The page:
Vladimir Nabokov's Karner Blue Butterfly Makes a Comeback
He may be famous for writing Lolita, Pale Fire, Invitation to a Beheading and many other seminal works of 20th century literature, but Vladimir Nabokov was also a well-known lepidopterist in his day. When Nabokov discovered and named the Karner blue butterfly in the 1940s, the species (Lycaeides melissa samuelis) was already on the decline. Experts estimate that in the past 100 years, the Karner blue population has dropped by 99 percent. Its dwindling numbers earned the postage stamp–sized butterfly one of the first spots on the then-new U.S. Endangered Species List in 1973.
Now the nearly extinct Karner blue is making a comeback, thanks to two decades of concerted effort by conservationists.
Nabokov accurately noted that the Karner's decline was occurring in tandem with the loss of the pine barrens, its favored habitat. That's why for the past 20 years, conservationists have tried to rejuvenate the species by restoring the pine barrens through selective burning of the landscape, which destroys invasive plants and makes room for fire-dependent species like pitch pine and scrub oak to thrive.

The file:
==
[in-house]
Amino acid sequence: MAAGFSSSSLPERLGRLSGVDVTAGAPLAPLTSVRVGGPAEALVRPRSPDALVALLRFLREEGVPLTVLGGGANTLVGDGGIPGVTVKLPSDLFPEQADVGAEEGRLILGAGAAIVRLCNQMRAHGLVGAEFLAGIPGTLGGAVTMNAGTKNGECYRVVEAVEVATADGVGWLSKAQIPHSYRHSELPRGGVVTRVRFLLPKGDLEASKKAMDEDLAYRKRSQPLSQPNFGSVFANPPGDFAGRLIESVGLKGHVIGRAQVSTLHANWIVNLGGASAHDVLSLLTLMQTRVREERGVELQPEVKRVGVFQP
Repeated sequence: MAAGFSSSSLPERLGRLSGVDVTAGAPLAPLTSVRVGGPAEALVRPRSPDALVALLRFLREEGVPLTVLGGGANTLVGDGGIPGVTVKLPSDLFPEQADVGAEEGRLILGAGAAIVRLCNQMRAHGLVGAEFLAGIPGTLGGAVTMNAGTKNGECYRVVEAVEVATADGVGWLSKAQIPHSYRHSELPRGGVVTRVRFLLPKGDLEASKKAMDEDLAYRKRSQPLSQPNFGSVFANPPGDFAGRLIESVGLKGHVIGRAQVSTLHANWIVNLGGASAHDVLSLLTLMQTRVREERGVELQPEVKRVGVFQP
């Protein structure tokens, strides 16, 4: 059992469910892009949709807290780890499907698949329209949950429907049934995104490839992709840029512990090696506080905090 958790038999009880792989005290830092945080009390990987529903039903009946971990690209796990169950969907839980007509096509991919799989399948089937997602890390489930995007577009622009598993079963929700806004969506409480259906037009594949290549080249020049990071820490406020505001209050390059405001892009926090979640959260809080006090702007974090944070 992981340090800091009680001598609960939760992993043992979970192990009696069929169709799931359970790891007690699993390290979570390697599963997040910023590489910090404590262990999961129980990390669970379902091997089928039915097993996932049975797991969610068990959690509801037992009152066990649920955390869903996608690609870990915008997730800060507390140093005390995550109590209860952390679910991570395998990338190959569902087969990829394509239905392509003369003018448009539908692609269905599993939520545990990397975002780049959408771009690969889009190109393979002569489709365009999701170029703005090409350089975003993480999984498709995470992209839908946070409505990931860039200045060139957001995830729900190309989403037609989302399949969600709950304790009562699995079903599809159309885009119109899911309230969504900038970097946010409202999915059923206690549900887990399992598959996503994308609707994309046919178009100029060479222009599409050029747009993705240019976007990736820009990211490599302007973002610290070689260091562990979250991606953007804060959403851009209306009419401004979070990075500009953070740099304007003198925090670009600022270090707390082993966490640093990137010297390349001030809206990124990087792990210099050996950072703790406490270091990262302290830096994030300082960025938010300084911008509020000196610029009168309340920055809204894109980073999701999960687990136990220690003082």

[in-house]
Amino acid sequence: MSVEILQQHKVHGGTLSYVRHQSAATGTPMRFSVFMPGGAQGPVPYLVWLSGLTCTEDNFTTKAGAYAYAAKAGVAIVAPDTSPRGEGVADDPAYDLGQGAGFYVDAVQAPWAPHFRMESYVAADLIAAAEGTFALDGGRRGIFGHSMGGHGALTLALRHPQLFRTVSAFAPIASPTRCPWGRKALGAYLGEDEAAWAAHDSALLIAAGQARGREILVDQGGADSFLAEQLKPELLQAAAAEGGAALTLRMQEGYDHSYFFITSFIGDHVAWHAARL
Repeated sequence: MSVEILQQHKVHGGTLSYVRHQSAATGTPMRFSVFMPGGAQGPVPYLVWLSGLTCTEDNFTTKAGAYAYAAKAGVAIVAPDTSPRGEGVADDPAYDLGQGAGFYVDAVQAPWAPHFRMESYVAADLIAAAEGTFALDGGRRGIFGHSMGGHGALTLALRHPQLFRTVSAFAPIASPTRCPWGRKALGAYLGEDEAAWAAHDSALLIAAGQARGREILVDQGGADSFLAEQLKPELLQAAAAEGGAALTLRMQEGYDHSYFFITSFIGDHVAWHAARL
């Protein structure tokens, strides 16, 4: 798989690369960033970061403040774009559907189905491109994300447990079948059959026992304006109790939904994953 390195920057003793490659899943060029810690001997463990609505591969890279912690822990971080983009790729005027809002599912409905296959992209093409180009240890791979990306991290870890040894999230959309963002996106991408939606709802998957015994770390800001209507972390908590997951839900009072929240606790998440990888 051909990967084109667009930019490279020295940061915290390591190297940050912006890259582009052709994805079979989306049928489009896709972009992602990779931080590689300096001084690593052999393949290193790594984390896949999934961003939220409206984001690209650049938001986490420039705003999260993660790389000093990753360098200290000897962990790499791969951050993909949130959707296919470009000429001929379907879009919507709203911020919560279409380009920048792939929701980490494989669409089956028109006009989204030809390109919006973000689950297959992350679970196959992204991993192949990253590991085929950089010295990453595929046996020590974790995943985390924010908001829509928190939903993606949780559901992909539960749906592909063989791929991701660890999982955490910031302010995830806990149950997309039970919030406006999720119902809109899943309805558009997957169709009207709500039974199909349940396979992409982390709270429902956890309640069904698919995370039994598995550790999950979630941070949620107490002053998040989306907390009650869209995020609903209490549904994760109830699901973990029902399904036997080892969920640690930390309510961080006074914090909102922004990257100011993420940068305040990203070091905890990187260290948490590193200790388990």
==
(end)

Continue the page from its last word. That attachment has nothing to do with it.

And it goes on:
These efforts haven't been uniformly successful across the butterfly's former range, which stretches from Minnesota to New England. For instance, the Karner blue is likely gone for good from Indiana, where 20 years ago biologists reported seeing 5,000 to 10,000 of the species but so far this year haven't found a single one. (They found two in 2014.)
But in central New York, where the butterfly was first discovered by Nabokov in the pine bush just outside Albany, the numbers are promising—the result of not only habitat restoration but a captive breeding program collaboration between New York and New Hampshire. Each year since 2001, New York has sent adult Karner blues to New Hampshire, and New Hampshire has returned some of the pupating larvae to Albany. These efforts have seen the Karner population bounce back from a mere 200 butterflies in 1991 to more than 14,000 today, according to Neil Gifford, conservation director for the 3,200-acre Albany Pine Bush Preserve.
"This project has been unbelievably rewarding," Gifford told WNYC. "Getting to see an animal that was on the brink of extinction locally, now have a robust and healthy population, is just incredible."